A large handful of spinach leaves, a good dollop of Cranberry Sauce(I love cranberries) and some tasty brie rolled up in a wholemeal tortilla wrap.  The Cranberry Sauce was very sharp but the mix was good.  And included a portion of veg.  I count the cranberries too, although I’m sure many would question that!  But every little helps one’s health.

I’ve also had this wrap hot, toasted in the frying pan – melty brie is good!

Do you have any interesting combinations involving cranberries?

Edible Gift

I used this recipe for inspiration to make some cheese biscuits as a gift for a friend.  What piqued my interest was the Smoked Cheddar to provide the cheese flavour.  I’d heard of this before, but never tried it and didn’t know if I would find it locally.  I did.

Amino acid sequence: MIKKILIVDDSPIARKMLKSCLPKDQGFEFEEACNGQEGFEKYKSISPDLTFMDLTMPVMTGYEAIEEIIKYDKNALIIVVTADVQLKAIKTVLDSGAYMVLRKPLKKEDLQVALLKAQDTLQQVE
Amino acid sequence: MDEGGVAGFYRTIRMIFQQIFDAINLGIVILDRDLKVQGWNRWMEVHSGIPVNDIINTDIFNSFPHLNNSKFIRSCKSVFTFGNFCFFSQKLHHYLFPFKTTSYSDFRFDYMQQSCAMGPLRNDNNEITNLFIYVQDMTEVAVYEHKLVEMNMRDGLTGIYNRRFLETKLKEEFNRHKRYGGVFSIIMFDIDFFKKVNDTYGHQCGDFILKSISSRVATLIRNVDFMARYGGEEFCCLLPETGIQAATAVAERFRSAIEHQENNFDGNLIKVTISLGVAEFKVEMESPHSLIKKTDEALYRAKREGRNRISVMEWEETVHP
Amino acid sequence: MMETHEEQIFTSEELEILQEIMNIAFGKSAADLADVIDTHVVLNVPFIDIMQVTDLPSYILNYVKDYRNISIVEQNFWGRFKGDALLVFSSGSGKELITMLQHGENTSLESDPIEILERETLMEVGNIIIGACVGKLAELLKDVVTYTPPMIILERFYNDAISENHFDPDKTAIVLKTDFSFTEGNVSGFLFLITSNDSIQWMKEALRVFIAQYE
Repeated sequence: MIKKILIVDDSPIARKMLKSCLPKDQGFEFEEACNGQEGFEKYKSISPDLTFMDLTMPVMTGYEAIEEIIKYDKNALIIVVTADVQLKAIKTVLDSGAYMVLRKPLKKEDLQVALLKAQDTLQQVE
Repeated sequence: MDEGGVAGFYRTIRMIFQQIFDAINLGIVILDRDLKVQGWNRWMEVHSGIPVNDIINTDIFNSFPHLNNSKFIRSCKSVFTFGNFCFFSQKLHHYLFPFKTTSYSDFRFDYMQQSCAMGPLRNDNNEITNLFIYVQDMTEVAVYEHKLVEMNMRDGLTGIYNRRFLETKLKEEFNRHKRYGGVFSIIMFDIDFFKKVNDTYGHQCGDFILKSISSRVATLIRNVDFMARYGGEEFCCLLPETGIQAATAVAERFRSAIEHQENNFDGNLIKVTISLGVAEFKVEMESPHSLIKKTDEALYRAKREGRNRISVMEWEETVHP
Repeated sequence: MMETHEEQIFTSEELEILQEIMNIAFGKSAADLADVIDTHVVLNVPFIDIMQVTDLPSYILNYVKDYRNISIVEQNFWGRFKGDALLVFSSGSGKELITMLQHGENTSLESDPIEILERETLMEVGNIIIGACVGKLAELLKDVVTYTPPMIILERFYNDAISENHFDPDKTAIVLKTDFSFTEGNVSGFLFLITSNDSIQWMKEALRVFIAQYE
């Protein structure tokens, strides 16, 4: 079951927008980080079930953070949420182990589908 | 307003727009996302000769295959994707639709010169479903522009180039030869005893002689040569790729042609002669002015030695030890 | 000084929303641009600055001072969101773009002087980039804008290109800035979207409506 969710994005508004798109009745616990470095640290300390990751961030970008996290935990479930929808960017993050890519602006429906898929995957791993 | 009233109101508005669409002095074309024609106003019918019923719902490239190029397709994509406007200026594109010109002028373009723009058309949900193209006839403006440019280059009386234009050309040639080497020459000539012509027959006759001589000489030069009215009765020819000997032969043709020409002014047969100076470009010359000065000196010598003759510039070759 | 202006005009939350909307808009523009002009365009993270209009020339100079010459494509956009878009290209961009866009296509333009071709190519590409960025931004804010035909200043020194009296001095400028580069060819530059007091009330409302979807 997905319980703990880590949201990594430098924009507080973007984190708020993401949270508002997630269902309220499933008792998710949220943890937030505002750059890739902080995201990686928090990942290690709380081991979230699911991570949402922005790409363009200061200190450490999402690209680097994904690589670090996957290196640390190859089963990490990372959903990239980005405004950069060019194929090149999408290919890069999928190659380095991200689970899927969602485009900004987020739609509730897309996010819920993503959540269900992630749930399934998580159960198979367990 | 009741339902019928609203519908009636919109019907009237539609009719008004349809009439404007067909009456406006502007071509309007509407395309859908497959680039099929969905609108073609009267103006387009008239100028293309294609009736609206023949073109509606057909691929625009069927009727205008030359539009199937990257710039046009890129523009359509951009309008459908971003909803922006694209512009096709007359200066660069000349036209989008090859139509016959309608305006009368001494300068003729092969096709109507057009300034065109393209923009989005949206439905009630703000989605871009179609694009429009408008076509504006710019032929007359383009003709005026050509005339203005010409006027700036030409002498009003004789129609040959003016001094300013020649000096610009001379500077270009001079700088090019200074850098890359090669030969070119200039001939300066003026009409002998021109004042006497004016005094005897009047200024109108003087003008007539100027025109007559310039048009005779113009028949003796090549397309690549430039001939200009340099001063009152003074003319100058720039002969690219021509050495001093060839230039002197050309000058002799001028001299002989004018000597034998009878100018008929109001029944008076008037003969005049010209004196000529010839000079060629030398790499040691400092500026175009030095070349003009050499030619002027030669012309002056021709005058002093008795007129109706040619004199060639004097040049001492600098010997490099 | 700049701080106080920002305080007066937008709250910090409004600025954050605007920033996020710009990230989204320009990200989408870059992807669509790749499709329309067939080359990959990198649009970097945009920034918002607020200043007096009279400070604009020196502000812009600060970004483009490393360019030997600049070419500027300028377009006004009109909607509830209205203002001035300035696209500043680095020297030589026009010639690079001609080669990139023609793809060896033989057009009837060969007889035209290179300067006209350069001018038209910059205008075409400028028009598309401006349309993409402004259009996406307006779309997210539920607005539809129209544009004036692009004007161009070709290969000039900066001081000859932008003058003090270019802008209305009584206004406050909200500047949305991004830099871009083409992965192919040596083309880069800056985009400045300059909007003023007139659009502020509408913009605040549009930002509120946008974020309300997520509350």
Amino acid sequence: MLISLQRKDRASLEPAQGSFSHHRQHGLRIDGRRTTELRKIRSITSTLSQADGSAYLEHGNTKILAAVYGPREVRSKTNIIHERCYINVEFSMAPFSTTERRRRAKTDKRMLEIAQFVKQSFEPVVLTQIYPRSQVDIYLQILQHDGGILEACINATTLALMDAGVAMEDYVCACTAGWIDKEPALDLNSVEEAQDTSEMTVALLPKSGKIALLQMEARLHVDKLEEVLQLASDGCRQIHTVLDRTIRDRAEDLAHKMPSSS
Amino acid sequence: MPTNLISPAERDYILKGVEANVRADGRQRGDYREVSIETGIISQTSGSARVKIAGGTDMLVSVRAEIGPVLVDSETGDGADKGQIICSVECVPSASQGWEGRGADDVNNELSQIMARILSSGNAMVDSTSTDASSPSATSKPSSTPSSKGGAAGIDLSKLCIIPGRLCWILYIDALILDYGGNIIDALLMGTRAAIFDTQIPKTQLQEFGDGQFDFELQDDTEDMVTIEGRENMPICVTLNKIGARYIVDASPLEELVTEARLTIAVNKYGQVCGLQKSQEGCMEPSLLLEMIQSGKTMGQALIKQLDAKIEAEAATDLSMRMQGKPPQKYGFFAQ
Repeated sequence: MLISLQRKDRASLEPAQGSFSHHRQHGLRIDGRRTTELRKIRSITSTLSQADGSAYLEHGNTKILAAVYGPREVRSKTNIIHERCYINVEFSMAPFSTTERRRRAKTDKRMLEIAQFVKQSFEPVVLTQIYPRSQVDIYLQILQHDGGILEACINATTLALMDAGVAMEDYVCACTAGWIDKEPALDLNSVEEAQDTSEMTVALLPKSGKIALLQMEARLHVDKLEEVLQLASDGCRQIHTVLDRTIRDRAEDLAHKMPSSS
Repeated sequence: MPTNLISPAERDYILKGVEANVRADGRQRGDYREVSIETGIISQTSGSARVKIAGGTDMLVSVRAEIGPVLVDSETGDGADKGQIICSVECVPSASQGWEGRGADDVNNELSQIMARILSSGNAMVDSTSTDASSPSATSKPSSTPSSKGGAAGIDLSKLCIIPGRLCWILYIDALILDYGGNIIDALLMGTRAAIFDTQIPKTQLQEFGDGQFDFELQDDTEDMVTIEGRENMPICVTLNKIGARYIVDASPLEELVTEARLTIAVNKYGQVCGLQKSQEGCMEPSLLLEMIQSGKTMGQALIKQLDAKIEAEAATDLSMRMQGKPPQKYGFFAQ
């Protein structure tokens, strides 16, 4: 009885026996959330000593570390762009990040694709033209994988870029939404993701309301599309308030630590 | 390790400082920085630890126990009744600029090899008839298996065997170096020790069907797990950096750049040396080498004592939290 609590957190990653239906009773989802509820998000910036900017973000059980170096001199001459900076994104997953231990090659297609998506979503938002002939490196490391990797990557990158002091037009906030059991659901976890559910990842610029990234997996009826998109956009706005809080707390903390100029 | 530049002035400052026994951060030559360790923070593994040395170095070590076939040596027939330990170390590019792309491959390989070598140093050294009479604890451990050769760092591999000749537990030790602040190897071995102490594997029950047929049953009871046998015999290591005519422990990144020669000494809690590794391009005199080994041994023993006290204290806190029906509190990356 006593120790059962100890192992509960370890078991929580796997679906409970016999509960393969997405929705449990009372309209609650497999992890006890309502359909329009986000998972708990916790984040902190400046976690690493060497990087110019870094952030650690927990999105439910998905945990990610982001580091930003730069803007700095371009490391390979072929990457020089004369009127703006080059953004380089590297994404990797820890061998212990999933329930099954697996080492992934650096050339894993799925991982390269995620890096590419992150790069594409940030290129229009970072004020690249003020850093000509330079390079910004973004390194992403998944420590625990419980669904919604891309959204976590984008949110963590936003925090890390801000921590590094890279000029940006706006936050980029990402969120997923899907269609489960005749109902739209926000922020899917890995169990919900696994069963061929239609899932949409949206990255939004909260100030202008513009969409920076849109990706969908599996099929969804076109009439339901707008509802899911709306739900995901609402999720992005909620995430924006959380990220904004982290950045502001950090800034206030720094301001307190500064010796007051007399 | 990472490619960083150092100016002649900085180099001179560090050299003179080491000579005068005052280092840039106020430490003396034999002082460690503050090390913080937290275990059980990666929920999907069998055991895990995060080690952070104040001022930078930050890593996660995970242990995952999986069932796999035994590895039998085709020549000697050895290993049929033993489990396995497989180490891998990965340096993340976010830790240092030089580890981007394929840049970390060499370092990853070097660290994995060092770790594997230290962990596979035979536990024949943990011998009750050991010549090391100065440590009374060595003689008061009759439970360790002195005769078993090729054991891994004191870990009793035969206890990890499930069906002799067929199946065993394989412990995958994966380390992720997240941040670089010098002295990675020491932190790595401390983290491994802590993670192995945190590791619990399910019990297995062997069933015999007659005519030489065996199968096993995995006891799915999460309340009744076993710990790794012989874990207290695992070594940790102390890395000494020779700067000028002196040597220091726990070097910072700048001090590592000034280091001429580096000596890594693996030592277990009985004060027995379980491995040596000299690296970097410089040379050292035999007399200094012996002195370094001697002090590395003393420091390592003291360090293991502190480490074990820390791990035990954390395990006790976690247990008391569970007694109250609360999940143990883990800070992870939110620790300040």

It has a very strong flavour – if I were to eat it alone, I could only manage a very little bit as it is so intense.  But the smokiness is wonderful.  It filled the kitchen while the biscuits were baking – and no, that wasn’t smoke from burning food…

Christmas Stars(makes lots depending on cutter size used)

200g Smoked Cheddar

100g Plain Flour

50g Butter

1/2 tsp Baking Powder

1/2 tsp Paprika

Oven 180*C(160*C Fan)

Line a baking sheet with baking parchment.

Use the grater blade in the food processor to grate the Smoked Cheddar.  Change to the S-blade.  Add all remaining ingredients and whizz until the mixture forms a dough.  Remove the dough from the processor bowl, shape into a ball, wrap in cling-film and refrigerate for 30 minutes – this is essential, to be able to manipulate the dough.